A new PHI analysis of the direct-care workforce finds that 46% of such workers depend on public assistance, such as food stamps, Medicaid, or other living assistance, with the median hourly wage for home health aides having declined over the past 9 years to under $8.00 (a number adjusted for inflation).
“The problematic quality of direct-care jobs continues to undermine America’s capacity to produce a caregiving workforce that can deliver the basic hands-on services and supports demanded by millions of elders and persons with disabilities needing assistance with basic daily activities and tasks,” said Dorie Seavey, PhD, PHI director of policy research.
In 2008, there were more than 3.2 million direct-care workers—nursing assistants, home health aides, and personal care aides. Direct-care workers provide an estimated 70% to 80% of the paid hands-on long-term care and personal assistance for elders and people living with disabilities, according to PHI.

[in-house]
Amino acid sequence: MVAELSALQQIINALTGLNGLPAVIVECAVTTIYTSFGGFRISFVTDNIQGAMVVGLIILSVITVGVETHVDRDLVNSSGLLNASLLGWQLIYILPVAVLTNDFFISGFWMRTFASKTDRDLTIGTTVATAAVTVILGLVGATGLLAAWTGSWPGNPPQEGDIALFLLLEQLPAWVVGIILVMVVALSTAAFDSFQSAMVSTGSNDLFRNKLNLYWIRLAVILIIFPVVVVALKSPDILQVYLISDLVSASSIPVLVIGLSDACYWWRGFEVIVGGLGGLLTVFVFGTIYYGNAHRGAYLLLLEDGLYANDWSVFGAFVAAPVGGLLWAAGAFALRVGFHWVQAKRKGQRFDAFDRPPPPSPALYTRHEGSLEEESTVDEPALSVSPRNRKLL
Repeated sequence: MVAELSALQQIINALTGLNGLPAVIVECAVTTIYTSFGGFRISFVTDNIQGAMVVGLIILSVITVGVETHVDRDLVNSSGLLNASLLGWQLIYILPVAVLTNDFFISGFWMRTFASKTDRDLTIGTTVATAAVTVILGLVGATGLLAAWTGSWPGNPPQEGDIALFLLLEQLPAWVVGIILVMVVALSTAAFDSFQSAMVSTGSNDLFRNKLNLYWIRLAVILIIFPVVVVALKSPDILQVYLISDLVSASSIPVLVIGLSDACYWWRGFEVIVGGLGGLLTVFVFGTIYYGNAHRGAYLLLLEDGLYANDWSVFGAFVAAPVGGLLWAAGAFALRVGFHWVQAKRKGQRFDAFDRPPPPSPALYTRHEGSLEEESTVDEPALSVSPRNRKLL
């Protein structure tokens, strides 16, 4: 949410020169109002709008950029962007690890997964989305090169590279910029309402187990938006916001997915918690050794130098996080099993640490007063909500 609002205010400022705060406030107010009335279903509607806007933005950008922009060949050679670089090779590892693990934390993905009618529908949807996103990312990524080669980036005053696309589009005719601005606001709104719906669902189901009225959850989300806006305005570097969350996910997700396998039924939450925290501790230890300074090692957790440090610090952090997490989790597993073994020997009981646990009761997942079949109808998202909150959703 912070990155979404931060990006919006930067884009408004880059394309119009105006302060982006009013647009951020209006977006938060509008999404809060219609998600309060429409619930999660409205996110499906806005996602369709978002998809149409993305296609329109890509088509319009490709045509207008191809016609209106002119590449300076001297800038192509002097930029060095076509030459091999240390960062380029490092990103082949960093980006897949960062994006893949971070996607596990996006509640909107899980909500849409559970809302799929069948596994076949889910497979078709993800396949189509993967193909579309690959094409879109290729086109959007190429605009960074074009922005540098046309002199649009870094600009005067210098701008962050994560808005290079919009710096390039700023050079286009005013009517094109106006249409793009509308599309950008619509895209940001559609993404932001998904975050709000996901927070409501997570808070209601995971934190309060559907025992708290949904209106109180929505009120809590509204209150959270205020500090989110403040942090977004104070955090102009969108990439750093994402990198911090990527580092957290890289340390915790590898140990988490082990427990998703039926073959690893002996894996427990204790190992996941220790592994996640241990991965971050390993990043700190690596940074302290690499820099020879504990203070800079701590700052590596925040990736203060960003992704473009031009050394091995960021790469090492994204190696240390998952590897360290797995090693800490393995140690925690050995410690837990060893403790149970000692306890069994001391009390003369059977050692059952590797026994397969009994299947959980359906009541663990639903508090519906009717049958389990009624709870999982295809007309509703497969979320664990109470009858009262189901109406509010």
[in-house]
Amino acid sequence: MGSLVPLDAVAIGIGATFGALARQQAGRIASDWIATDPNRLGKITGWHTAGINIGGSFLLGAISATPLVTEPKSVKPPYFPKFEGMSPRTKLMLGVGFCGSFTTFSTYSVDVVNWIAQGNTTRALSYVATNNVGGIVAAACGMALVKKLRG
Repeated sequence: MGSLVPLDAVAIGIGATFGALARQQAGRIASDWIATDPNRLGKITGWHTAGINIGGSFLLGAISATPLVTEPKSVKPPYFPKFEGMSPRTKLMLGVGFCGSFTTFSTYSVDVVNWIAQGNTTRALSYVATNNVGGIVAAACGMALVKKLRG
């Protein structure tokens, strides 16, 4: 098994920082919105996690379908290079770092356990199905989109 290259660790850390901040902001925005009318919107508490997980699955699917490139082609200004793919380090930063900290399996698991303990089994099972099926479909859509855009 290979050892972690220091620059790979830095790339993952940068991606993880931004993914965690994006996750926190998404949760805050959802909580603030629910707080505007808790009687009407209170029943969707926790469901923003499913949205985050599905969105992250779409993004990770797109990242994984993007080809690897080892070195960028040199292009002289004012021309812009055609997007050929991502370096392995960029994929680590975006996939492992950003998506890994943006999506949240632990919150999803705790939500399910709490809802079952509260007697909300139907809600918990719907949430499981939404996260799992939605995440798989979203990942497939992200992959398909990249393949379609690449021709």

Among the findings highlighted by the annual PHI analysis:
· Almost half (45%) of direct-care workers live in households earning below 200% of the federal poverty income level;
· In 2009, an estimated 900,000 direct-care workers did not have any health coverage;
· Less than half of direct-care workers (47%) had employer-sponsored healthcare coverage in 2009, down from 53% in 2008.
· The majority of direct-care workers are currently employed in home and community-based settings rather than nursing homes or other institutional settings. By 2018, home and community-based direct-care workers will outnumber facility workers by nearly two to one.
Full report: PHI Facts 3: Who are Direct-Care Workers? (PDF format)